May 31, 2010

Review - Bog Child by Siobhan Dowd (Audiobook)

I listened to this unabridged audiobook for my young adult literature class. 


Bog Child is set in 1981 in Northern Ireland near the north/south border. In some ways, Fergus is just a typical 17-year-old boy preparing for his A-level exams and his driver's exam. However, his family is caught up in the "Troubles," and his parents have contrasting ideas about their son Joe's involvement with the IRA (Irish Republican Army). Joe is imprisoned an on hunger strike. Meanwhile, Fergus makes a startling discovery in a local peat bog: a dead body. It appears to him that it is the body of a little girl. Who was this bog child? Why was her body in the bog? These are just a few of the questions Fergus is determined to answer.

Listening to the audiobook was a wonderful experience, as it was narrated by an Irish woman (Sile Bermingham). Hearing the story with her Irish accent really helped me feel connected to the setting and the characters. She created different voices for all the characters and stayed true to the dialects of the various geographical areas in the novel.

I loved this author's writing style, and I thought it was interesting that she wove the story of the bog child into Fergus's story. Dowd created interesting and believable characters. This is an excellent piece of historical fiction, and it gave me a good sense of what it was like to live in Ireland in the early 1980s. I did have to look up a few words or phrases, though, since I am not very familiar with that time period.



I was sad to find out that this author died recently, but she does have other books published as well. All proceeds from sales of her books go to the Siobhan Dowd Trust, bringing books and reading to disadvantaged young people in the UK. 


Rating: 4/5


This review is cross-posted on goodreads and my library's blog.

It's Monday: What Are You Reading? (5)



What Are You Reading? is a weekly meme hosted over at Book Journey where bloggers gather to share what we have read this past week and what we plan to read this week.

I finished: 
I am currently reading: 
Next up: 
Barbara Shoup is a local author who lives in Indianapolis. Also, Meg Cabot is from Bloomington. Yay for Hoosier authors! I feel like I should read some John Green this week too. :)

May 29, 2010

In My Mailbox (4)

I'm posting this a bit early this week because tomorrow I will be at the Indianapolis 500!


In My Mailbox is a weekly meme hosted by Kristi at The Story Siren. It's a time for everyone to share what books they acquired over the course of the week. I'll share what I received in the mail, bought at bookstores, or picked up from the library. 

In the mail: 
  • Very Valentine by Adriana Trigiani (Won in a contest-Thanks Sheila!)

From the library (I got my new library card this week!): 
From the bookstore: 
Nothing this week! I had a tempting Borders coupon, but I resisted the urge to buy a book.

Review - Marcelo in the Real World by Francisco X. Stork

I read this book for my young adult literature class.

Marcelo has autistic tendencies, but he is high-functioning.He has a condition that hasn't been diagnosed, but it is described as similar to Asperger's. He hears what he calls "internal music" and has a special interest in religion. Until now, he has been sheltered from the "real world" by attending a special school. He has one more year left before graduation, and he is looking forward to a summer job working with the ponies and learning how to train them. However, his father has a different plan for him. He thinks it is important for Marcelo to get a job outside of his school and then transfer to the public high school for senior year.Marcelo is unhappy about the job working in the mail room at his father's law firm, but he has no choice. They make a deal--if Marcelo succeeds and follows all the rules, he can decide which school he wants to attend in the fall.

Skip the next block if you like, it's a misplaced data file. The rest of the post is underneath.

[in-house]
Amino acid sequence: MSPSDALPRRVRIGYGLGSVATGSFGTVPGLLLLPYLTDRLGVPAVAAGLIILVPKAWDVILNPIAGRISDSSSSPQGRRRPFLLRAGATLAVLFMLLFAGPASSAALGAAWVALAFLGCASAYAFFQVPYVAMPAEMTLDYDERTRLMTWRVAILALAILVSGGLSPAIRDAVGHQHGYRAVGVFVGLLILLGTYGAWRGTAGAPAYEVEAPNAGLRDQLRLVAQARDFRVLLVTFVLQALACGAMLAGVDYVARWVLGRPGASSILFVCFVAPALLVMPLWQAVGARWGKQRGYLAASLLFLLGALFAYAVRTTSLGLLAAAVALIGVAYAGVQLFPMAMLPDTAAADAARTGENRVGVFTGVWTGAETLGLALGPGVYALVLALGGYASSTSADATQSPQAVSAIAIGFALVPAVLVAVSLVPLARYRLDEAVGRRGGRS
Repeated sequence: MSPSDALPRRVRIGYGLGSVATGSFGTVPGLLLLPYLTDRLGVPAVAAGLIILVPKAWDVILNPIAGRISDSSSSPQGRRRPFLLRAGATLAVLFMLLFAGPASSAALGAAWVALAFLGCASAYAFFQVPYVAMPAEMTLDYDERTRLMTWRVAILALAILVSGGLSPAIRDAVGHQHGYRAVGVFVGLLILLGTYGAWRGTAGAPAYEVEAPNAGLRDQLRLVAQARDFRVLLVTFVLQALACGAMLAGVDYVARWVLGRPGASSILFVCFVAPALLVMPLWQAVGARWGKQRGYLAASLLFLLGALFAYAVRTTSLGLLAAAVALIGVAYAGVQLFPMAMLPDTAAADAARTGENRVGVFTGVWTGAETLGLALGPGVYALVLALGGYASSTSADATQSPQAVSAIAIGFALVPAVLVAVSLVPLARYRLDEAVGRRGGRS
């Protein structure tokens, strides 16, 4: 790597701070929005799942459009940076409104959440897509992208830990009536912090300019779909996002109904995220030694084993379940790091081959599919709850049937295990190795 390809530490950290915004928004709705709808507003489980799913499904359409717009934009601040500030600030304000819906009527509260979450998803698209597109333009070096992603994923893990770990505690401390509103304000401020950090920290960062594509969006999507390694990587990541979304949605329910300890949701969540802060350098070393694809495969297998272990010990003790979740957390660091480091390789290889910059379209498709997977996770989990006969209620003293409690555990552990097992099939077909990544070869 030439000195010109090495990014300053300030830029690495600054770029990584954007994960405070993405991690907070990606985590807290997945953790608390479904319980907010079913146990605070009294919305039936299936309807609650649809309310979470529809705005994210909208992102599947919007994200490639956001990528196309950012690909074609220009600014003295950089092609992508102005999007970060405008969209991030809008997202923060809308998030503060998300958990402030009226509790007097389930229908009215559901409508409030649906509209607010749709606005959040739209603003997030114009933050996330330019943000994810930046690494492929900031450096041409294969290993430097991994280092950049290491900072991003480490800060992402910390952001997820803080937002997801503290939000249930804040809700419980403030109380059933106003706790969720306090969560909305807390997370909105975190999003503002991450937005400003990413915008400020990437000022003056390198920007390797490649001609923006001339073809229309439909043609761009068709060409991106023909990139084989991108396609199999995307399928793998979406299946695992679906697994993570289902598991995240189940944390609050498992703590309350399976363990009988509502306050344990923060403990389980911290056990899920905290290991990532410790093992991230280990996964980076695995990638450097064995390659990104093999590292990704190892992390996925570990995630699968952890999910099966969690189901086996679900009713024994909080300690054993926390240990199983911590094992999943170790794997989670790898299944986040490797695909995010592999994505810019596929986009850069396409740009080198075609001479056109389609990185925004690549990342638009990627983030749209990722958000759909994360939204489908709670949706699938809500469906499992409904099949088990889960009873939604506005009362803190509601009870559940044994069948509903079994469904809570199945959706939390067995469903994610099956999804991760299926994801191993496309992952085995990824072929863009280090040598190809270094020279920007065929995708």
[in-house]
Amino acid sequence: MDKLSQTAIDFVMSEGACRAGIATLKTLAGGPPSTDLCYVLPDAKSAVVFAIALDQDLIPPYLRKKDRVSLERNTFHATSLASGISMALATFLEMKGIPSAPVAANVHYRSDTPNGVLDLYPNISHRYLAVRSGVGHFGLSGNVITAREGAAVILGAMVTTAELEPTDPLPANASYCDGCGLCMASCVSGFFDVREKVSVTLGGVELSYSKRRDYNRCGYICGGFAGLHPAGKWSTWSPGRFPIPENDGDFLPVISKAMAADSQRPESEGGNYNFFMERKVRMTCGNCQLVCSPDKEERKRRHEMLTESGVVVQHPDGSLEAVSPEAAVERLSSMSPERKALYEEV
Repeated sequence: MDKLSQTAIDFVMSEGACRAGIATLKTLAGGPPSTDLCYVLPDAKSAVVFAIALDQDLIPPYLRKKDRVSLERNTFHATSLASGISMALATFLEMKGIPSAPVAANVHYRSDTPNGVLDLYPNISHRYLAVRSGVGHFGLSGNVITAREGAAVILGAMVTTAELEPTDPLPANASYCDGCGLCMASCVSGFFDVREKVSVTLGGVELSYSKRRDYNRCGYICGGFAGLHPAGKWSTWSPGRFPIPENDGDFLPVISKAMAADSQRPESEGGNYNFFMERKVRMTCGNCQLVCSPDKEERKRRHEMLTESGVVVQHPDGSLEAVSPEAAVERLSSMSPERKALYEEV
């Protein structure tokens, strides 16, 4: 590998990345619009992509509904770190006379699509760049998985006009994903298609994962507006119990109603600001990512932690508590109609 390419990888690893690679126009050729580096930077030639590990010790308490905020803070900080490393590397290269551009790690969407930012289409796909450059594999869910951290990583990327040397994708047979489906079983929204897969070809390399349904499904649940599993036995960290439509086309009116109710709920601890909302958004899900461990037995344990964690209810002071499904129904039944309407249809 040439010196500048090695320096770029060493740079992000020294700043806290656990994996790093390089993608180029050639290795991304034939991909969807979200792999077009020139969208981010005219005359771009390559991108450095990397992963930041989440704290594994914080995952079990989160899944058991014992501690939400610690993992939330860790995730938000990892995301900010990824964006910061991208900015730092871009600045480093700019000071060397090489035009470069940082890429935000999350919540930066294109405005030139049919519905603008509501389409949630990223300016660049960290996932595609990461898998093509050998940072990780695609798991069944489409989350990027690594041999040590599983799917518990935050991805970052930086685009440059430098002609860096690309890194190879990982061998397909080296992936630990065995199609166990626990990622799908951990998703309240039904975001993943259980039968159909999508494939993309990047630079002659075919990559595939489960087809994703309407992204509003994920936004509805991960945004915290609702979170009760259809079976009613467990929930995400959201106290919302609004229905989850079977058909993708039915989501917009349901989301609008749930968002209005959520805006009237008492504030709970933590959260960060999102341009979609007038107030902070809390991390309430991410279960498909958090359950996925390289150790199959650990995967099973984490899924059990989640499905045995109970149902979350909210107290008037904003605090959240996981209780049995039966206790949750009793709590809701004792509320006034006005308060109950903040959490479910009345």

At the law firm, Marcelo slowly develops a friendship with Jasmine, a coworker. He also spends some time with Wendell, the son of another lawyer, but Wendell makes him feel uncomfortable for reasons he doesn't understand at first. Interacting with these new people at the law firm helps Marcelo make strides toward functioning in the "real world," but it is the discovery of a picture of a disfigured girl that really propels Marcelo head first into it.

Marcelo in the Real World is beautifully written. I really liked that it was written in first person point of view so that we could get inside Marcelo's head. Marcelo's innocence and morality contrasts strikingly with what he encounters that summer at the law firm. He faces an ethical dilemma, and he has to make a difficult choice. This is a charming coming-of-age story that I didn't want to put down. The plot moved a little slowly for me in the middle, but the characters were so compelling that it made me want to keep reading to find out what happened to them. 



Rating: 4/5


This review is cross-posted on goodreads. 

May 28, 2010

A New Challenge!

Challenge from Tattooed Books - Teen's Top Ten Nominees

There are 3 levels to this challenge. I am entering the Solo level (read 1-8 nominated books). Here's what I've read for the challenge (books read in 2009 also count):

1. Wintergirls by Laurie Halse Anderson
2. Catching Fire by Suzanne Collins
3. If I Stay by Gayle Forman

Others I'm interested in reading:

4. Hate List by Jennifer Brown
5. Heist Society by Ally Carter
6. Along for the Ride by Sarah Dessen
7. Geektastic: Stories from the Nerd Heart Edited by Holly Black and Cecil Castellucci
8. Shiver by Maggie Steifvater

Book Blogger Hop! May 28-31

The Book Blogger Hop is a weekly event hosted over aCrazy-for-Books where "book bloggers and readers can connect to find new blogs to read, make new friends, support each other, and generally just share our love of books!" It lasts Friday-Monday each week, so if you don't have time to join today, you can still join later. It's easy to participate! All you have to do is go to the post I linked above and enter the following information: the name of your blog, how long you've been blogging, and what genres you primarily review. 

Then take some time to visit blogs listed on the Hop. If you start following someone through the Book Blogger Hop, leave them a comment and let them know!